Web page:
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The King Is Dead. Long Live the King
This is the best dream I’ve ever had.
I’m cruising in my first car, a 1979 Impala, back in my hometown. I don’t know where I’m going—maybe I’m not going anywhere—it just feels good to be back in my big old Chevy, driving.
It’s a gorgeous day—early summer, just getting hot, the sun mellow and beneficent. Eventually, I am so bewitched by the day that I have to get out into it. I pull over to the side of the road. After giving the Impala a loving farewell caress, I get my bike out the trunk and continue my lazy, aimless journey.
I ride. Overwhelmed for a moment by the luxury of sun and breeze on my skin, I close my eyes. I open them to I discover that I have a companion. A skinny old man—impeccably neat in creased slacks, short sleeve dress shirt, canvas golf cap and horn-rimmed glasses—is pedaling along beside me. I acknowledge him with a nod; he nods back. After a few minutes of weird silence, he points to my right. Past the road, past the sidewalk, I see a paved bike path running through a field. I look back at the old man, but he just continues to point. I turn my bike and start down the path.
It’s nice to be off the road, biking through gentle, Ohio hills of fragrant grass. Eventually, the open fields give way to trees, and the pavement ends. I continue to ride through the forest, following a dirt trail that narrows as the trees grow thicker. Finally, the path lets out onto a small clearing and ends altogether.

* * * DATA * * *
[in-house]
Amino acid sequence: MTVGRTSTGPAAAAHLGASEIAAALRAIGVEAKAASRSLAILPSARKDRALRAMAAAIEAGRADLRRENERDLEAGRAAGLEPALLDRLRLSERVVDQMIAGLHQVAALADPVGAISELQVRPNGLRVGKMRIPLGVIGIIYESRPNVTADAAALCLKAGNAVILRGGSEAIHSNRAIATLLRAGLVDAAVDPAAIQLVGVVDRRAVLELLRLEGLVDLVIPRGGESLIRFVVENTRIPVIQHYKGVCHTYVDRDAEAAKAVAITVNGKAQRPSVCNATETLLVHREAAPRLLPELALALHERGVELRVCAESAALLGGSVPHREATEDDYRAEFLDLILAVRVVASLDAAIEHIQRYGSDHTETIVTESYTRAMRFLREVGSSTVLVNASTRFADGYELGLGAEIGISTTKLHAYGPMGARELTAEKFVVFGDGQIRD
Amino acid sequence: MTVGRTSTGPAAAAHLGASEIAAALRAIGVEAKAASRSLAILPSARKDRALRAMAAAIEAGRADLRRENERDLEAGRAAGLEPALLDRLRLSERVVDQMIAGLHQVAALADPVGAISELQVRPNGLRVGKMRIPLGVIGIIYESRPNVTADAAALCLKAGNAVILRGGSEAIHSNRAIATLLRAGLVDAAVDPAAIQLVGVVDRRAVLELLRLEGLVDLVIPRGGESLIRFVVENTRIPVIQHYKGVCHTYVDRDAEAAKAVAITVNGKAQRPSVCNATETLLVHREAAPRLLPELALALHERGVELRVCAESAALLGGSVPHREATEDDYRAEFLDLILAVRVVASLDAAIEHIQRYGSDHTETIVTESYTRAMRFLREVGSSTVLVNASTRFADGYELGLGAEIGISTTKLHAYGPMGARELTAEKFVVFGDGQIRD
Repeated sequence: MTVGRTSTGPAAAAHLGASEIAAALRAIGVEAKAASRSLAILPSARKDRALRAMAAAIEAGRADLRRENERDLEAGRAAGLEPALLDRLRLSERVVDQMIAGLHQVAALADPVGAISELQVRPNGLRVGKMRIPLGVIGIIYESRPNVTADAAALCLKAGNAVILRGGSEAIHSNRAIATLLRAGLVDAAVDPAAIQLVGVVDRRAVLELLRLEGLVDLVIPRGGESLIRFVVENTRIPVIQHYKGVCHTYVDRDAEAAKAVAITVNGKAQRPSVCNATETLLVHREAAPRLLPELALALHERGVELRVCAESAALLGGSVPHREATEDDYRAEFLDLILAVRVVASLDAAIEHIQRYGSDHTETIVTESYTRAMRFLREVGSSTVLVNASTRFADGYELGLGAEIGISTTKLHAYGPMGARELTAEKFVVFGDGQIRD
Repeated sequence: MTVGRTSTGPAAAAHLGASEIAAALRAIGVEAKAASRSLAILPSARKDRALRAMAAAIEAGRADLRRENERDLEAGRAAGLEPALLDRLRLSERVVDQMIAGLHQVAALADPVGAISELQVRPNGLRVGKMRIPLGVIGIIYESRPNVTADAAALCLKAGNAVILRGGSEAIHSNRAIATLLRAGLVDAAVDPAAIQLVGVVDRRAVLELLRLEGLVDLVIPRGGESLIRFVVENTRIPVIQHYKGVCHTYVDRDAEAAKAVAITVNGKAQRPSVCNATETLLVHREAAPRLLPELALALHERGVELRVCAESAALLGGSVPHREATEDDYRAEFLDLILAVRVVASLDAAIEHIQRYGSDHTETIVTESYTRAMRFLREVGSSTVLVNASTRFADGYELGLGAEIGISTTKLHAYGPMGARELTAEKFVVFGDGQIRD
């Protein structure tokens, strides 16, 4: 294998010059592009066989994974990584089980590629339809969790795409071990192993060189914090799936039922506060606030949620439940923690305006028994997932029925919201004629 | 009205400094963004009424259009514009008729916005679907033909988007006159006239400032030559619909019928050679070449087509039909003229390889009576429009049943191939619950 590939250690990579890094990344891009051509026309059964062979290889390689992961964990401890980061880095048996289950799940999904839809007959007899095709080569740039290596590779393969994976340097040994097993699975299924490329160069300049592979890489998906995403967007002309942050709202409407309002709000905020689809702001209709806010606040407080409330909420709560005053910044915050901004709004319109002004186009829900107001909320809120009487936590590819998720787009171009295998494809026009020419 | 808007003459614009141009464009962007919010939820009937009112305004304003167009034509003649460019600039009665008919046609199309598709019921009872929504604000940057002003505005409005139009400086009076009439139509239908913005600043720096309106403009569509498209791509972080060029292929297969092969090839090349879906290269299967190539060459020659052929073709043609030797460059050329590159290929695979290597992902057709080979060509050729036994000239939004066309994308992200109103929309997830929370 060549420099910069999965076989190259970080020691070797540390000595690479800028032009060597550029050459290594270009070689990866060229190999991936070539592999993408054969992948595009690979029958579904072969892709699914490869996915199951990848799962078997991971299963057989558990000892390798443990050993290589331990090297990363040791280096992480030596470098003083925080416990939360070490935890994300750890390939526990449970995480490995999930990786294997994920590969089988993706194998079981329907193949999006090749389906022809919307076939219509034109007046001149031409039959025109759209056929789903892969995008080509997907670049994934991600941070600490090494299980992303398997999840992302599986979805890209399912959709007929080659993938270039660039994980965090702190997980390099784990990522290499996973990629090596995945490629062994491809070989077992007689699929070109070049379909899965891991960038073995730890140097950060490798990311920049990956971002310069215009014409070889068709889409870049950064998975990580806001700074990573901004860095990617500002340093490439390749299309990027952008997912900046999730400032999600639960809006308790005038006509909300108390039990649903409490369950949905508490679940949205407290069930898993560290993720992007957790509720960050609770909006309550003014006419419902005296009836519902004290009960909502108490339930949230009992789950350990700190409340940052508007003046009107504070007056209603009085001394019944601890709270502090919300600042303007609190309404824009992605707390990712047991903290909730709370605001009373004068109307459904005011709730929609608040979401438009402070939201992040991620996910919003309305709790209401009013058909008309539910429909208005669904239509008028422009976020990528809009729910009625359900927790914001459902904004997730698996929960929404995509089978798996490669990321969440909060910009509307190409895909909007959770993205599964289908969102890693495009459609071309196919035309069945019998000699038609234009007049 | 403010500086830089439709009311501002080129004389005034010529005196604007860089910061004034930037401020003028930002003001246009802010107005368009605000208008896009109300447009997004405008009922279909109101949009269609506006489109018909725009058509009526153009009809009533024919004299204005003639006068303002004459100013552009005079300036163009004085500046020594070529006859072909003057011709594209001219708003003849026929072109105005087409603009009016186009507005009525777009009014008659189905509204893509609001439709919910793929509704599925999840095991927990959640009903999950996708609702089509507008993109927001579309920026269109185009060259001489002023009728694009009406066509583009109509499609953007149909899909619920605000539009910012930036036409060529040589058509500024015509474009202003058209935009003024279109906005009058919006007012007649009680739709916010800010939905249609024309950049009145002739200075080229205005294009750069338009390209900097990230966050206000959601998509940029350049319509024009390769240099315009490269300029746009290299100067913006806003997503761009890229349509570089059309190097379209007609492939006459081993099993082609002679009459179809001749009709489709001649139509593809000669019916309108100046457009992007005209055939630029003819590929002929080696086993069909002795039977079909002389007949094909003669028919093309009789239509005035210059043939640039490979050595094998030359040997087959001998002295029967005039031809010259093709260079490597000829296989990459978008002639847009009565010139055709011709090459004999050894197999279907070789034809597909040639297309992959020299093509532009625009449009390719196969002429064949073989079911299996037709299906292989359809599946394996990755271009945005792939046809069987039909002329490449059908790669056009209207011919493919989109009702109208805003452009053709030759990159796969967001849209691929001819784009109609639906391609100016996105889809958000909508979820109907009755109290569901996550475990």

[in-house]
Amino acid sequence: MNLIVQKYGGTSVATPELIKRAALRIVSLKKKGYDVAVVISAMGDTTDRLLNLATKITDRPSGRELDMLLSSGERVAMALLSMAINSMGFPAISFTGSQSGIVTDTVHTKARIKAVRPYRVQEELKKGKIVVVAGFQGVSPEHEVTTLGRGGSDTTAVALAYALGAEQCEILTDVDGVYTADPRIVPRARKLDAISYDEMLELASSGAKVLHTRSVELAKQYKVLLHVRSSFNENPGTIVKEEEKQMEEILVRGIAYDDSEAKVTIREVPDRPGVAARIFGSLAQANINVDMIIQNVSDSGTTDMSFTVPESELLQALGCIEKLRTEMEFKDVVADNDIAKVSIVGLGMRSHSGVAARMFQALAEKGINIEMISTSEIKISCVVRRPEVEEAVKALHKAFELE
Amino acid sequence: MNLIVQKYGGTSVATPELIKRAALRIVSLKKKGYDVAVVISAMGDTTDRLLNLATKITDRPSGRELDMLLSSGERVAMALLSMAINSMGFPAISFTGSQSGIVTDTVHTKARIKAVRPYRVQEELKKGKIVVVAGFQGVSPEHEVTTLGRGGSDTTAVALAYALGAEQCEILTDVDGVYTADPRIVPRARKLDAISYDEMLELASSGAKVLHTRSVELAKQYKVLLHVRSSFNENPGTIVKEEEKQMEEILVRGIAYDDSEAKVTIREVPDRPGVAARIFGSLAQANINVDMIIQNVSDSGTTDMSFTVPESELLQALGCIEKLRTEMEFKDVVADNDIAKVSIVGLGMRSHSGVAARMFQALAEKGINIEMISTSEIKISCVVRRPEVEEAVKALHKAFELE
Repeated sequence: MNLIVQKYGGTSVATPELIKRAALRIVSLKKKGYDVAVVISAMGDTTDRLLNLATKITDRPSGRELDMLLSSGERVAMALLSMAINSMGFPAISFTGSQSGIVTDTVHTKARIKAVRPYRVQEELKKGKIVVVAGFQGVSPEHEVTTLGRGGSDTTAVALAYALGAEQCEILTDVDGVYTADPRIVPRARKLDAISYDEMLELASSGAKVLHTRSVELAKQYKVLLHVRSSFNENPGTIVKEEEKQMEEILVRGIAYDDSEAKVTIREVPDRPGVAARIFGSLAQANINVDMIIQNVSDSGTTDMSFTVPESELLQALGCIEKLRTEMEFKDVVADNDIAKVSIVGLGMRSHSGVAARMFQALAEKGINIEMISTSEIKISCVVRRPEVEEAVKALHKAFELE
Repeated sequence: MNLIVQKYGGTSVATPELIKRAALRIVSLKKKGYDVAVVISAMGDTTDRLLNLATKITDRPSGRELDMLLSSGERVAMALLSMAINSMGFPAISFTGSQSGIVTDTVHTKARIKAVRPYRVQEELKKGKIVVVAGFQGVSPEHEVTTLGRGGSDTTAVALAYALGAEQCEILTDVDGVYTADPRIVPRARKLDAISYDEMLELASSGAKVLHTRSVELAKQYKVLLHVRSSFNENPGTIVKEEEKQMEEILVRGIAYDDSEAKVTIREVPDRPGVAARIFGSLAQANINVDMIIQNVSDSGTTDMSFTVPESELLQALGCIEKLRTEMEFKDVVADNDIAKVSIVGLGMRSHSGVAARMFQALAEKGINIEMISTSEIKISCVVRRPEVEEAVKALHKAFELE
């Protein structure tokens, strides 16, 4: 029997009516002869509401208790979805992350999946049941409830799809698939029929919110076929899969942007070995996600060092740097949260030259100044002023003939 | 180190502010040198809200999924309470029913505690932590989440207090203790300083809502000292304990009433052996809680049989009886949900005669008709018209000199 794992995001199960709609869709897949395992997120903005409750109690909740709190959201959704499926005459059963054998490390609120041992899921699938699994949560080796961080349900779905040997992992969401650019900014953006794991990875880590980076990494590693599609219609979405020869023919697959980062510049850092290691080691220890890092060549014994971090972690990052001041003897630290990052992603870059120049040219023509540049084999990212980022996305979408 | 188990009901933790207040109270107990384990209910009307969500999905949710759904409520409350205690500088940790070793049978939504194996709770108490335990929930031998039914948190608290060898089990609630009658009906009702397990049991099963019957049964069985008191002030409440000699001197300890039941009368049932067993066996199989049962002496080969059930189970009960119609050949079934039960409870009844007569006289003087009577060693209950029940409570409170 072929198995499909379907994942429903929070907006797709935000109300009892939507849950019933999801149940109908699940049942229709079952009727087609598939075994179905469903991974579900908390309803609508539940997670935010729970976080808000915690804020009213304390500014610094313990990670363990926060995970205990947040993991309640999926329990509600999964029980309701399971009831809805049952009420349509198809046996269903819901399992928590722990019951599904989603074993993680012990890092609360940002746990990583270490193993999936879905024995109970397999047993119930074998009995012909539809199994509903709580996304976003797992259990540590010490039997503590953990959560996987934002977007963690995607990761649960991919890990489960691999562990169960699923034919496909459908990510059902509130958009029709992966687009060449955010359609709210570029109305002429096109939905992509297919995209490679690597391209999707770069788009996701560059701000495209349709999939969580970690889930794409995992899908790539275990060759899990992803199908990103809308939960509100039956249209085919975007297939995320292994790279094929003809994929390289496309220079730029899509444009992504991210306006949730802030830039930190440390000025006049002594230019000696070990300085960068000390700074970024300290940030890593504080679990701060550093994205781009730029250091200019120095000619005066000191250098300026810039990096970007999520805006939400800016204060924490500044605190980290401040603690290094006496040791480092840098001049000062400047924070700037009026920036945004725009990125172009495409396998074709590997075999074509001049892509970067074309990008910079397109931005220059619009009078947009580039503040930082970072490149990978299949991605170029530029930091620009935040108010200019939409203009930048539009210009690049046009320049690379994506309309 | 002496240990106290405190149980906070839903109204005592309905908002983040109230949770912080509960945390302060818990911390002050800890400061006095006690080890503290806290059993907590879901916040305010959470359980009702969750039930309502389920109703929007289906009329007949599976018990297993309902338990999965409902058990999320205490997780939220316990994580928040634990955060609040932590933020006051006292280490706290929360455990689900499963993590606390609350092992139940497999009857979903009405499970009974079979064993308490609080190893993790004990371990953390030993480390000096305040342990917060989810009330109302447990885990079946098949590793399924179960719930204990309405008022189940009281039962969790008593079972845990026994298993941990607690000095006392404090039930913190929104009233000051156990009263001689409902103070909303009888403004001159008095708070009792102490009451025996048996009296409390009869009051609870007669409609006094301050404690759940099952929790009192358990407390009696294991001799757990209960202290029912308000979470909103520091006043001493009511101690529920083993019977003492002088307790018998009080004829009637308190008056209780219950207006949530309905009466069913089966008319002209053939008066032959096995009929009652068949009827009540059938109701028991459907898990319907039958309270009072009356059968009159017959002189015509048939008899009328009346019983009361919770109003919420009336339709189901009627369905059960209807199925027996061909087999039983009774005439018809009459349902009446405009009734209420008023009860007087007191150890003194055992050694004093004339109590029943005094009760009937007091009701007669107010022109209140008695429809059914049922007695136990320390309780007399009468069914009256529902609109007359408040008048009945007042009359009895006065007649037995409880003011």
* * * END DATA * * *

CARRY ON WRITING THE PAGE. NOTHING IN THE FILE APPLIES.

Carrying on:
This enclosed meadow is lovely—overgrown grass and wildflowers, all aglimmer in the dappled light. I lay down my bike and continue on foot. After a time of wandering through the daisies and Queen Anne’s lace, I notice a small house in the distance, camouflaged beneath the branches of an ancient willow. Strangely compelled, I walk toward it.
A figure moves from behind the little house. I cannot yet make out the face—just a pompadour, shiny and black as a crow’s wing, and a gleaming white satin shirt. The air around me glows; pollen sparkles and dances in the green, golden sun. I know something wonderful is happening.
A little closer, and I recognize the man standing before me. It’s Elvis.
He’s beautiful—healthy and happy and gracefully old. He smiles at me. Something inside me—an anxiety that I didn’t even know I had—is washed away in a wave of brilliant joy. I am overwhelmed by profound relief, so happy to know that Elvis is alive and glorious.
In an instant, I understand everything—how Elvis had to disappear to save himself, how he had to return to the simplicity to which he was born to cleanse himself. I understand that he did this for me, for all of us.
“So, this is where you’ve been hiding,” I say. Elvis just laughs and opens his arms. Enraptured, I walk toward him, dazzled by the glow of his white satin shirt. I press my head to his chest, and his arms surround me. My head fills with light as I dissolve into the vast, radiant, loving heart of the King.
August 16, 2005 | Permalink
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